8 June 2013 | NewScientist | 17
Radiation too high
for Mars round trip
BAD news for wannabe Mars
explorers. The round trip alone
would blast you with doses of
radiation that come close to the
acceptable limits set by NASA.
Charged, energetic particles like
cosmic rays can wreak havoc on
biological tissue. Earth’s magnetic
field and atmosphere serve to
block or deflect most cosmic rays.
Astronauts on trips to Mars would
be exposed to much higher doses,
but exact figures were unknown.
Now measurements from a
radiation detector on NASA’s
Curiosity rover have been
converted into sieverts, a measure
of how a given dose of radiation
affects the body. A crew on a 180-
day journey to Mars would receive
0.331 sieverts, and the return trip
would bring that up to 0.
(Science, doi.org/mpq). That’s
close to NASA’s lower limit for
risk of exposure-induced death
from cancer over a lifetime – and
doesn’t include any trial runs to
space or time on the Red Planet.
Adding more shielding to the
spacecraft would reduce the dose,
but the best option may be to try
to get there faster, says Curiosity
scientist Cary Zeitlin of the
Southwest Research Institute
in Boulder, Colorado.
Elderly stars like to shred their closest planets
OLD stars make rude hosts. A
survey of ageing stars offers some
of the first direct evidence that
the cantankerous elders often rip
their nearest planets to shreds.
Planet-hunting surveys have
found many sun-like stars with
hot Jupiters, giant worlds in close
orbits. However, hot Jupiters are
rarely found around older stars
called subgiants, which have
burned through their fuel and
puffed up to several times their
original size. This is widely
thought to be because the puffy
stars were up to twice the mass of
the sun when they were younger,
and that might have influenced
where their planets formed.
To help test this notion, Kevin
Schlaufman and Joshua Winn of
the Massachusetts Institute of
Technology tracked the positions
of 142 planet-hosting stars in our
galaxy. Stars are born in clusters
which disperse as they age. More
massive stars burn out faster,
so their elderly populations are
usually found closer together.
But the team found that
subgiants with planets are more
spread out, so are older than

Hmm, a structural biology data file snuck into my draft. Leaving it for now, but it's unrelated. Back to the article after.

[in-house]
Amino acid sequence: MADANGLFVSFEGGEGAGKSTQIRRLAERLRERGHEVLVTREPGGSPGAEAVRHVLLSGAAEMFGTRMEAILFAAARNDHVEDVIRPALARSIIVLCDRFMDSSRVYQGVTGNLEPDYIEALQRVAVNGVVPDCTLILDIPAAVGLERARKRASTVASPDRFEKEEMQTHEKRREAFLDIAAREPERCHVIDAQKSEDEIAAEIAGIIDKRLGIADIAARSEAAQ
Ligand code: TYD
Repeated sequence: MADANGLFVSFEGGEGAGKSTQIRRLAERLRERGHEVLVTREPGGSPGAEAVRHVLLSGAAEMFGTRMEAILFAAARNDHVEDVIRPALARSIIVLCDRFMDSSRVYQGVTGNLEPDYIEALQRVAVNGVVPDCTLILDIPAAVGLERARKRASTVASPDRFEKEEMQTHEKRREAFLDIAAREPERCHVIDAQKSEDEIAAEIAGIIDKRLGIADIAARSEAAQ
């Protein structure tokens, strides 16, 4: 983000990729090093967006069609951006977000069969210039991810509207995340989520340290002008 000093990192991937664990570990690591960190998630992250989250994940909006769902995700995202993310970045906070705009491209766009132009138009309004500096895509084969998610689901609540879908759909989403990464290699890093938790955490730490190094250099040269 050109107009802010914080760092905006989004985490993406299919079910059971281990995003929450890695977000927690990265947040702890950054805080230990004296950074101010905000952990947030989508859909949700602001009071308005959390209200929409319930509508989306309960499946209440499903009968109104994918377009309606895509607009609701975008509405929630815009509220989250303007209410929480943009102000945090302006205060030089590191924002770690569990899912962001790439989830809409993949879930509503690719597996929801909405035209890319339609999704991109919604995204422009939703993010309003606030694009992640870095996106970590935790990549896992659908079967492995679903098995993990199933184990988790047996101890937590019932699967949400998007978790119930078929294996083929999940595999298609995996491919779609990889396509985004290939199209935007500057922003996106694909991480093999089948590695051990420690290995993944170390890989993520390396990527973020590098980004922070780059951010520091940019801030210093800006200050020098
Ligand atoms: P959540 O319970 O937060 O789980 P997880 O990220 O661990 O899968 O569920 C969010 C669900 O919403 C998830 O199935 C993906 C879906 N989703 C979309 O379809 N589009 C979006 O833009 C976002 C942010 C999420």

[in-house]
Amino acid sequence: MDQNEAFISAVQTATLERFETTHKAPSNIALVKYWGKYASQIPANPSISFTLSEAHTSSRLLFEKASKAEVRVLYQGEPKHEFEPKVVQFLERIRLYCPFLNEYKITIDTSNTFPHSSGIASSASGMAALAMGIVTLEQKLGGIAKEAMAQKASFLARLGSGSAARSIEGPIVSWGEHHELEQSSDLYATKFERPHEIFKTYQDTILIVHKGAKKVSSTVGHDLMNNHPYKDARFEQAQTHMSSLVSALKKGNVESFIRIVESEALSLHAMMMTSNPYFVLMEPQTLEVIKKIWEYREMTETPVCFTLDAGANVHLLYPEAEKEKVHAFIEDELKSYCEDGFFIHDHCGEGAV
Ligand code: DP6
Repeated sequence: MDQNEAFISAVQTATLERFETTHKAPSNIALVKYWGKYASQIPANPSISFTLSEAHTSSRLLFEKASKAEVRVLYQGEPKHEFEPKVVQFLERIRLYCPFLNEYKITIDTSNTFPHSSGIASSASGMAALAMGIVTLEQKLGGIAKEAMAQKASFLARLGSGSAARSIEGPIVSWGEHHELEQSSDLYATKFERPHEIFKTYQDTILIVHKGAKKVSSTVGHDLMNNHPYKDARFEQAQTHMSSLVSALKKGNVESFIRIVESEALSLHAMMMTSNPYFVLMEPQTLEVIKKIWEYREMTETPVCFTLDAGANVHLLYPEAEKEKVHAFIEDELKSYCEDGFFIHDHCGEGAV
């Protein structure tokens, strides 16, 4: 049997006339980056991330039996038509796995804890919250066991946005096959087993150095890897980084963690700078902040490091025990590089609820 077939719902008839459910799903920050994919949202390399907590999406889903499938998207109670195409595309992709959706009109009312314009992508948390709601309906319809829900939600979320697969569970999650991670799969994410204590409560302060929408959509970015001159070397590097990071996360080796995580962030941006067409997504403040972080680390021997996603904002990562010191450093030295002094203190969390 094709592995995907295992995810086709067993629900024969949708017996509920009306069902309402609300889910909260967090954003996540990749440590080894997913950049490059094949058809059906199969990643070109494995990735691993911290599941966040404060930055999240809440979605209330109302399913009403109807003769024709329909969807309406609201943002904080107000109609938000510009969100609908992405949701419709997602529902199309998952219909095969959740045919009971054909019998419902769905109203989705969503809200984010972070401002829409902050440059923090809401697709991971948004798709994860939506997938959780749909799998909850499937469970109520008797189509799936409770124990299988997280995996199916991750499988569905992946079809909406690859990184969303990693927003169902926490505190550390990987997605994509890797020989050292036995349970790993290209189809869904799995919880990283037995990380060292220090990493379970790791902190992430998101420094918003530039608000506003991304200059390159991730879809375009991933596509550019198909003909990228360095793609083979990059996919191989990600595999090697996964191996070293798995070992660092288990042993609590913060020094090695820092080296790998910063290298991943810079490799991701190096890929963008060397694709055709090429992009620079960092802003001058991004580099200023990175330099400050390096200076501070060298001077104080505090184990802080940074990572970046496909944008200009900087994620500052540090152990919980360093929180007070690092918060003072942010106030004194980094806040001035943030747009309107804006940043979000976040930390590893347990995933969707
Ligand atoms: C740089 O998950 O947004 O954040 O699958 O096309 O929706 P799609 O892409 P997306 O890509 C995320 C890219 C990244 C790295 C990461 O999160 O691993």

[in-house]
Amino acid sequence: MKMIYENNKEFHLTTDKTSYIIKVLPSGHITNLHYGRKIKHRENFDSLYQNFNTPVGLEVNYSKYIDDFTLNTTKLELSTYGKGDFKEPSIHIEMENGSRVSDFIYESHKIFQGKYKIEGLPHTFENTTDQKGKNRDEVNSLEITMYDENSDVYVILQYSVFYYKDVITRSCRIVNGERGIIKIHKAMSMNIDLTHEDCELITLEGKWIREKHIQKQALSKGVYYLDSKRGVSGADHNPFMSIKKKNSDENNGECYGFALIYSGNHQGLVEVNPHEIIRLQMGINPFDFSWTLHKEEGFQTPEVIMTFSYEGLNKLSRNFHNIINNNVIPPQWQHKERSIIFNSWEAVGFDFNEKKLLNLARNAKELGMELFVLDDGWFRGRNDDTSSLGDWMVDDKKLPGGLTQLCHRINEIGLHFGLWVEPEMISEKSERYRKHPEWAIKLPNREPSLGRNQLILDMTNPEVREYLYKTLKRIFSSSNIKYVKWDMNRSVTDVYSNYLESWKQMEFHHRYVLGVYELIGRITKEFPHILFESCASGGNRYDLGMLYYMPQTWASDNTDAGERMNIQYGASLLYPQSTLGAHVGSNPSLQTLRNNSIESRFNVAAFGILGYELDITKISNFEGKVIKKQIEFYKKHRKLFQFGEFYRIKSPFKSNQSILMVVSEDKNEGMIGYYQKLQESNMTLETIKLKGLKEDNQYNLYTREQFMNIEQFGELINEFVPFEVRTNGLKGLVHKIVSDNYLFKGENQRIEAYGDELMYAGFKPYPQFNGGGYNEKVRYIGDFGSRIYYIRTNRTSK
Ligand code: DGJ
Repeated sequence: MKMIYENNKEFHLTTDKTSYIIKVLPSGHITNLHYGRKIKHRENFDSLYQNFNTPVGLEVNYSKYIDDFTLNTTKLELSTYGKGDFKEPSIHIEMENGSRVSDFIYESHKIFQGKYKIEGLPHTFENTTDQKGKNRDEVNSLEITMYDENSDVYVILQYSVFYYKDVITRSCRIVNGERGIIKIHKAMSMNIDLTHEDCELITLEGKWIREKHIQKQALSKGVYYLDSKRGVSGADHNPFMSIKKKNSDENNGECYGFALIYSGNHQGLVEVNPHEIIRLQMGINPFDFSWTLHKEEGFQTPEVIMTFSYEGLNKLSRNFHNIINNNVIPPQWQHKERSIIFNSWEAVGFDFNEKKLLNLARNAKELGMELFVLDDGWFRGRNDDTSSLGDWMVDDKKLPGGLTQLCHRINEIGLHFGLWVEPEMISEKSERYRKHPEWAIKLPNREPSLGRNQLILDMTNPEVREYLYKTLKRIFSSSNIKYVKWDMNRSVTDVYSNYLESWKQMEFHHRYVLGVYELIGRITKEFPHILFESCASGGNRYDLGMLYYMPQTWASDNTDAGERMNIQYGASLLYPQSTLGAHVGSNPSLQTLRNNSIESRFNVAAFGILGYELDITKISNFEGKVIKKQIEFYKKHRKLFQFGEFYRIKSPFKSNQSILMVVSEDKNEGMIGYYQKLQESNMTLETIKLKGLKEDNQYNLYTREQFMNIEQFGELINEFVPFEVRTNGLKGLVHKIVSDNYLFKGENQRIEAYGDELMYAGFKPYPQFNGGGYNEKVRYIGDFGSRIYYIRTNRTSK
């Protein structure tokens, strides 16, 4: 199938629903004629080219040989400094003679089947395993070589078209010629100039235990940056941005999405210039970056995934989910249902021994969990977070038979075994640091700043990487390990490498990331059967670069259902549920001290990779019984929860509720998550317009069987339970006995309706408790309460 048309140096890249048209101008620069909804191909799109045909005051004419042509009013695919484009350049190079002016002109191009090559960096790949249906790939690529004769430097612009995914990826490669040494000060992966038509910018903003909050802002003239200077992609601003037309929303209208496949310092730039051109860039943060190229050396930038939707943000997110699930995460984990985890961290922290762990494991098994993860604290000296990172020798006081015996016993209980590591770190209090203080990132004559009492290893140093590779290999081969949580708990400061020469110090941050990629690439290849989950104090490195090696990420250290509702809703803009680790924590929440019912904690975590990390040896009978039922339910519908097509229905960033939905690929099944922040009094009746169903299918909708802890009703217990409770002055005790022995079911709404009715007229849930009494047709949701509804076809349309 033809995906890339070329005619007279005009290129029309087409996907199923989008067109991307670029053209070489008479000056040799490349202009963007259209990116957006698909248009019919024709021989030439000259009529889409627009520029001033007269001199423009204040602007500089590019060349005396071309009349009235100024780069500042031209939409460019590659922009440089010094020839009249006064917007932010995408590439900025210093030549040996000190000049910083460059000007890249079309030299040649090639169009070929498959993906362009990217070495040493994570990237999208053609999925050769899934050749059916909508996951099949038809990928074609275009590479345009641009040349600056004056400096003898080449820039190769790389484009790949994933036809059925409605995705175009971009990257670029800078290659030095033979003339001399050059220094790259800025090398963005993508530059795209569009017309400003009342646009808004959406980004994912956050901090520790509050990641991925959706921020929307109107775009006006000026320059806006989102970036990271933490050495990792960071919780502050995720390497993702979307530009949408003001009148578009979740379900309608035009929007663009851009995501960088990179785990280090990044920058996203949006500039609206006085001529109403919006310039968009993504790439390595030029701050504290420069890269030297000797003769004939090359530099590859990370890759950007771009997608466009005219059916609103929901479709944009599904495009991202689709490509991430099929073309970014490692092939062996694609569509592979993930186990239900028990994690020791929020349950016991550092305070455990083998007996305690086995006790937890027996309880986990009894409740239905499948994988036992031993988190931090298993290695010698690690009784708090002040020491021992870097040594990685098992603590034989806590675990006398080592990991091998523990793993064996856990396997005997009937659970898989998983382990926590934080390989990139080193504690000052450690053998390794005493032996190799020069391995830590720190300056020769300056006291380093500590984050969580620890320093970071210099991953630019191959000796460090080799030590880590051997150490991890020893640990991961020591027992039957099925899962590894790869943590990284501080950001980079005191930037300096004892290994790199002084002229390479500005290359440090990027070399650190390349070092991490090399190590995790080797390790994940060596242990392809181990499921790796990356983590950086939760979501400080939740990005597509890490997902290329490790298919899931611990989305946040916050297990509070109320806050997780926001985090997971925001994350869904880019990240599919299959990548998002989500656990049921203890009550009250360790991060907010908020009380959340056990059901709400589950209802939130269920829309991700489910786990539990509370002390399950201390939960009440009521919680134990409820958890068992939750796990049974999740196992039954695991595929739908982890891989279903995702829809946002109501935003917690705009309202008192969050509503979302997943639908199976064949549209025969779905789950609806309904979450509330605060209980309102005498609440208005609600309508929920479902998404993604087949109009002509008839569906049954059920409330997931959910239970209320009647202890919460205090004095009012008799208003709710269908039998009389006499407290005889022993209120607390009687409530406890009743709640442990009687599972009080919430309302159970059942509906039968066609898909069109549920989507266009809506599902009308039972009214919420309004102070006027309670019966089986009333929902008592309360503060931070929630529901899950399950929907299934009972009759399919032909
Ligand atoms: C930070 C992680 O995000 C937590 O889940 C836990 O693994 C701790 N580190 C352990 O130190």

WITH their brutish looks and bulk,
Florida manatees don’t look like
highly sensitive creatures. But in one
way they are: they have a talent for
sensing tiny, nanoscale vibrations.
Sometimes called sea cows, the
manatees live in the shallow waters
of mangroves and seagrass meadows.
Despite their size, they are adept at
navigating muddy waters cluttered
with obstacles like fallen trees. “They
can get up to 30 kilometres an hour
in short bursts, and still navigate
without any trouble,” says Joe Gaspard
of the Mote Marine Laboratory and
Aquarium in Sarasota, Florida.
Their secret is their hair. Gaspard
trained two manatees, Buffett and
Hugh, to approach a vibrating sphere
in the water. If they sensed the
vibration, they nuzzled a paddle and
were rewarded with treats – apples,
carrots, beets and monkey biscuits.
By restricting their hairs with
meshes, Gaspard found that the
hairs on their face and body were
picking up the minuscule vibrations.
Hugh was slightly more sensitive
than Buffett, detecting movements
of just 0.9 nanometres (Journal
of Comparative Physiology A, doi.
I’m picking up good vibrations
expected, meaning that the stars
were probably about the mass
of our sun in their youth. That
means more of them should have
hot Jupiters. So where did they go?
The best conclusion, they say,
is that the stars exerted extreme
gravitational forces as they
swelled up, stretching out their
inner planets until they fell apart.
The finding hints that the same
fate may lie in store for Earth
when the sun puffs up into a
red giant in 6 billion years’ time.
The work has been accepted
by The Astrophysical Journal.
Mon dieu! French
wine is from Italy
FRENCH wine is renowned. But
Parisians would be shocked by the
wine their ancestors started out
making around 500 BC: it was an
Patrick McGovern of the
University of Pennsylvania in
Philadelphia analysed 2500-year-
old amphoras from the south coast
of France at Lattes, formerly Lattara.
This is where Etruscans from what
is now Italy traded with Celtic Gauls.
Amphoras are thought to have
carried wine, but surprisingly, says
McGovern, no one had verified this.
It matters, because Etruscan
amphoras streamed into southern
France from about 600 BC, then a
century later, distinctive local ones
started leaving. If they held wine,
that could reveal a great moment in
European history: the start of French
winemaking, copied from an Italian
model. Archaeologists suspect the
Gauls adopted the Etruscan tipple in
place of their own fermented fruit
and honey drinks, and brought vines
from the eastern Mediterranean so
they could export their own.
Chemicals in the clay show both
Etruscan and local amphoras at
Lattes did hold wine, confirming the
hypothesis for the first time (PNAS,
DOI: 10.1073/pnas.1216126110). It
was no Beaujolais: made of grapes,
yes, but with rosemary and possibly
thyme or basil added, plus pine resin
like modern Greek retsina.
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